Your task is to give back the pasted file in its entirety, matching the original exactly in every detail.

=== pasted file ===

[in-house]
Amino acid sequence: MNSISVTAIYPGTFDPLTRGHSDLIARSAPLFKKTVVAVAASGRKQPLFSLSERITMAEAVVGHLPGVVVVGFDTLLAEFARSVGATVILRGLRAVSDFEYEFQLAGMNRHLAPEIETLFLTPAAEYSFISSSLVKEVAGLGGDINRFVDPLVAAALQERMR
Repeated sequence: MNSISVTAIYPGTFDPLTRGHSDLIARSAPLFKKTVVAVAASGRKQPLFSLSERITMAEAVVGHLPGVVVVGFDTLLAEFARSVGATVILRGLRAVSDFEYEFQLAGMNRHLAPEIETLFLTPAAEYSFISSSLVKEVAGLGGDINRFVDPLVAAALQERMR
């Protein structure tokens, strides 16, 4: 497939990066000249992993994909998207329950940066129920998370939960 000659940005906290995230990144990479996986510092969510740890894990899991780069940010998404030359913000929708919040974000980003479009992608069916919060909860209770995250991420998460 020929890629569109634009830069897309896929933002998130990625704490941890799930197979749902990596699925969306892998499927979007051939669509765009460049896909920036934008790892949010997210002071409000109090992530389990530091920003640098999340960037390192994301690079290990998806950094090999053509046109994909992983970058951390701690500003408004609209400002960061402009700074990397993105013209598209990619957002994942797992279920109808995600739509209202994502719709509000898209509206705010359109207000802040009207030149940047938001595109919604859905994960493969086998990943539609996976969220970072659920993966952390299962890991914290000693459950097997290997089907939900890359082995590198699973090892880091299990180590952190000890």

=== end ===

[in-house]
Amino acid sequence: MNSISVTAIYPGTFDPLTRGHSDLIARSAPLFKKTVVAVAASGRKQPLFSLSERITMAEAVVGHLPGVVVVGFDTLLAEFARSVGATVILRGLRAVSDFEYEFQLAGMNRHLAPEIETLFLTPAAEYSFISSSLVKEVAGLGGDINRFVDPLVAAALQERMR
Repeated sequence: MNSISVTAIYPGTFDPLTRGHSDLIARSAPLFKKTVVAVAASGRKQPLFSLSERITMAEAVVGHLPGVVVVGFDTLLAEFARSVGATVILRGLRAVSDFEYEFQLAGMNRHLAPEIETLFLTPAAEYSFISSSLVKEVAGLGGDINRFVDPLVAAALQERMR
């Protein structure tokens, strides 16, 4: 497939990066000249992993994909998207329950940066129920998370939960 000659940005906290995230990144990479996986510092969510740890894990899991780069940010998404030359913000929708919040974000980003479009992608069916919060909860209770995250991420998460 020929890629569109634009830069897309896929933002998130990625704490941890799930197979749902990596699925969306892998499927979007051939669509765009460049896909920036934008790892949010997210002071409000109090992530389990530091920003640098999340960037390192994301690079290990998806950094090999053509046109994909992983970058951390701690500003408004609209400002960061402009700074990397993105013209598209990619957002994942797992279920109808995600739509209202994502719709509000898209509206705010359109207000802040009207030149940047938001595109919604859905994960493969086998990943539609996976969220970072659920993966952390299962890991914290000693459950097997290997089907939900890359082995590198699973090892880091299990180590952190000890």